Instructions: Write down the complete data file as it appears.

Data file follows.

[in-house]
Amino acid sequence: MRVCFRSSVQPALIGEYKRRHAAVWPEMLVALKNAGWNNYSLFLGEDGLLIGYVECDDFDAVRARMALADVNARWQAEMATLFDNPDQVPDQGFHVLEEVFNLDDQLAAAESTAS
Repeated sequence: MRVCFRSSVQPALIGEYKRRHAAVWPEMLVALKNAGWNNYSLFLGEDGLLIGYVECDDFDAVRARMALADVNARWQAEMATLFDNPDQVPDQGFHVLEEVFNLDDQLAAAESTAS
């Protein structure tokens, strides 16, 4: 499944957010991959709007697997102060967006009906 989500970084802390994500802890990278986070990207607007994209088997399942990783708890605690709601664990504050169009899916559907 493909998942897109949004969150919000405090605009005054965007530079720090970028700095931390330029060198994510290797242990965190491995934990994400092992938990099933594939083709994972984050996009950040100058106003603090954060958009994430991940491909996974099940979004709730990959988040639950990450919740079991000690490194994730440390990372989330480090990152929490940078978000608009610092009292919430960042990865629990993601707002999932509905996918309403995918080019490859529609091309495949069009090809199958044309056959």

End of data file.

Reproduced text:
[in-house]
Amino acid sequence: MRVCFRSSVQPALIGEYKRRHAAVWPEMLVALKNAGWNNYSLFLGEDGLLIGYVECDDFDAVRARMALADVNARWQAEMATLFDNPDQVPDQGFHVLEEVFNLDDQLAAAESTAS
Repeated sequence: MRVCFRSSVQPALIGEYKRRHAAVWPEMLVALKNAGWNNYSLFLGEDGLLIGYVECDDFDAVRARMALADVNARWQAEMATLFDNPDQVPDQGFHVLEEVFNLDDQLAAAESTAS
């Protein structure tokens, strides 16, 4: 499944957010991959709007697997102060967006009906 989500970084802390994500802890990278986070990207607007994209088997399942990783708890605690709601664990504050169009899916559907 493909998942897109949004969150919000405090605009005054965007530079720090970028700095931390330029060198994510290797242990965190491995934990994400092992938990099933594939083709994972984050996009950040100058106003603090954060958009994430991940491909996974099940979004709730990959988040639950990450919740079991000690490194994730440390990372989330480090990152929490940078978000608009610092009292919430960042990865629990993601707002999932509905996918309403995918080019490859529609091309495949069009090809199958044309056959």